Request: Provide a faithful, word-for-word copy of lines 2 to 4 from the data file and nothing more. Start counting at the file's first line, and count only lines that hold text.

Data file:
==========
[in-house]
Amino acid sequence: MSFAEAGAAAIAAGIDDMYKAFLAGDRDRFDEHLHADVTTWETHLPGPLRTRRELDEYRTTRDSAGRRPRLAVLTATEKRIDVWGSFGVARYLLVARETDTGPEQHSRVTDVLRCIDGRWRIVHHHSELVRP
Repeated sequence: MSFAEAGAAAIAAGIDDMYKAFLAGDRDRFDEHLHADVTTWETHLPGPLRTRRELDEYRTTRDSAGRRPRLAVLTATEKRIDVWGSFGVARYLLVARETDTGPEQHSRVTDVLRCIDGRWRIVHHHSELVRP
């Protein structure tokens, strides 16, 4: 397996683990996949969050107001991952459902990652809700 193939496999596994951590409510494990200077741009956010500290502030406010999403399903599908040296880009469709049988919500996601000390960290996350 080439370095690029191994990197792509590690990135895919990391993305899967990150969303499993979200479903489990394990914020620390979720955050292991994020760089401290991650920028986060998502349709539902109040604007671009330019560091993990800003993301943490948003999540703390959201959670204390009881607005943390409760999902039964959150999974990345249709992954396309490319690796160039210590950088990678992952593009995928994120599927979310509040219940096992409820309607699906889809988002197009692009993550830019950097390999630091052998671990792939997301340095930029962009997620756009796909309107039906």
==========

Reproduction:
Amino acid sequence: MSFAEAGAAAIAAGIDDMYKAFLAGDRDRFDEHLHADVTTWETHLPGPLRTRRELDEYRTTRDSAGRRPRLAVLTATEKRIDVWGSFGVARYLLVARETDTGPEQHSRVTDVLRCIDGRWRIVHHHSELVRP
Repeated sequence: MSFAEAGAAAIAAGIDDMYKAFLAGDRDRFDEHLHADVTTWETHLPGPLRTRRELDEYRTTRDSAGRRPRLAVLTATEKRIDVWGSFGVARYLLVARETDTGPEQHSRVTDVLRCIDGRWRIVHHHSELVRP
């Protein structure tokens, strides 16, 4: 397996683990996949969050107001991952459902990652809700 193939496999596994951590409510494990200077741009956010500290502030406010999403399903599908040296880009469709049988919500996601000390960290996350 080439370095690029191994990197792509590690990135895919990391993305899967990150969303499993979200479903489990394990914020620390979720955050292991994020760089401290991650920028986060998502349709539902109040604007671009330019560091993990800003993301943490948003999540703390959201959670204390009881607005943390409760999902039964959150999974990345249709992954396309490319690796160039210590950088990678992952593009995928994120599927979310509040219940096992409820309607699906889809988002197009692009993550830019950097390999630091052998671990792939997301340095930029962009997620756009796909309107039906």